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Old 01-20-2009, 06:01 PM   #1
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removing a stripped screw (ROberston) square head


Hi. I am trying to remove a stripped screw (ROberston head - square head)...with all the furstrating turning, it is now round....
I have tried using a tool from a hardware store (an extractor)...kinda looks like a drill bit with a cone shaped head...
anyway...any ideas? thanks..
I really need to preserve the wood from which I am extracting the screw...
thanks
I have tried needlenose plyers, vise grips....

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Old 01-20-2009, 06:40 PM   #2
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removing a stripped screw (ROberston) square head


Get a good quality screw extractor. Not one of those cheap ones.

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Old 01-20-2009, 06:54 PM   #3
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removing a stripped screw (ROberston) square head


Yeah that's your best bet. I actually have that Grabbit thing. Half of the time it works really well, the other half it pretty much sucks. haha.
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Old 01-20-2009, 07:36 PM   #4
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removing a stripped screw (ROberston) square head


At this point, can you not drill off the screw head and pull the wood you want to salvage off the shank of the screw? If you know the screw shank diameter, just choose a drill bit slightly larger. The Robertson style of head will ensure that the drill bit gets started centered in the middle of the screw shank. Once you drill through the thickness of the head, the screw head should come off on the drill bit.

Also, if you're going to drill the head off, it makes some sense to get a drill bit that won't dull quickly from drilling steel. The gold colour titanium bits simply have a coating on them that's MUCH harder than high speed steel, and they are a good choice if you've only got a few screw heads to drill off. Cobalt bits are made of a steel that's harder than the High Speed Steel of regular drill bits, but not nearly as hard as the coating on titanium bits. So, once the gold coating on titanium bits wears off, you've essentially got an ordinary High Speed Steel drill bit. Cobalt bits are softer than the coating on Titanium bits, but you can cobalt bits sharpened so that after sharpening, you essentially have a new cobalt bit.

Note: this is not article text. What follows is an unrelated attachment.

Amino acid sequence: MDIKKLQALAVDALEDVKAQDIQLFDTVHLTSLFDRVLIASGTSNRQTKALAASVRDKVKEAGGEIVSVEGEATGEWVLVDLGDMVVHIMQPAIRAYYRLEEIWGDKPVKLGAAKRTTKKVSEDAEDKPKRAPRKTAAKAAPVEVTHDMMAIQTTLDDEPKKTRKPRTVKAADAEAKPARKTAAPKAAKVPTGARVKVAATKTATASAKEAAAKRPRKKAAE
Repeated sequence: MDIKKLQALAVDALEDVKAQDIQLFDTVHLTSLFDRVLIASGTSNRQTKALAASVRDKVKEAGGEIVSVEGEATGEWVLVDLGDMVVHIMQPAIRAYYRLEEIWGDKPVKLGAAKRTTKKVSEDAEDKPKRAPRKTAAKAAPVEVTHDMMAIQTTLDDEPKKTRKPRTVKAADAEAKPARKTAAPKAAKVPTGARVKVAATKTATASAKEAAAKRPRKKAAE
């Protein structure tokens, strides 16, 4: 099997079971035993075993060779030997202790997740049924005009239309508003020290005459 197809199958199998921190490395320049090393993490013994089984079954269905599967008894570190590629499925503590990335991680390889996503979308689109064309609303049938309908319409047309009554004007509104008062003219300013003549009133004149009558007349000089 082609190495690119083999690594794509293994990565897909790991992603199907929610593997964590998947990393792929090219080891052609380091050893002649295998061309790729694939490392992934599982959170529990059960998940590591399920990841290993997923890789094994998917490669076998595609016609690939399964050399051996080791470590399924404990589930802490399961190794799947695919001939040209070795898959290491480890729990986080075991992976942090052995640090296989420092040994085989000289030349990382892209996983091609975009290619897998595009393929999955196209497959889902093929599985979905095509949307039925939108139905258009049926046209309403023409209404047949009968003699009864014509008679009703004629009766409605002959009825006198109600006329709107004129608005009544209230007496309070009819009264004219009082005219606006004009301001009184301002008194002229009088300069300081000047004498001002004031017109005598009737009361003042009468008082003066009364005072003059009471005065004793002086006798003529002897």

Next time, before you get to the point where the hole is round, stick a small slot screw driver into the hole DIAGONALLY, and then twist the screw out, either with the screw driver or by gripping the blade of the screw driver with vice grips.
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Last edited by Nestor_Kelebay; 01-20-2009 at 07:58 PM.
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Old 01-20-2009, 07:53 PM   #5
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removing a stripped screw (ROberston) square head


Can you use the next size bigger square drive? If it is a #2 square you could try pounding a #3 square drive in, might have to pound it in to make it fit.
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Old 01-20-2009, 09:12 PM   #6
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removing a stripped screw (ROberston) square head


Quote:
Originally Posted by Nestor_Kelebay View Post
At this point, can you not drill off the screw head and pull the wood you want to salvage off the shank of the screw? If you know the screw shank diameter, just choose a drill bit slightly larger. The Robertson style of head will ensure that the drill bit gets started centered in the middle of the screw shank. Once you drill through the thickness of the head, the screw head should come off on the drill bit.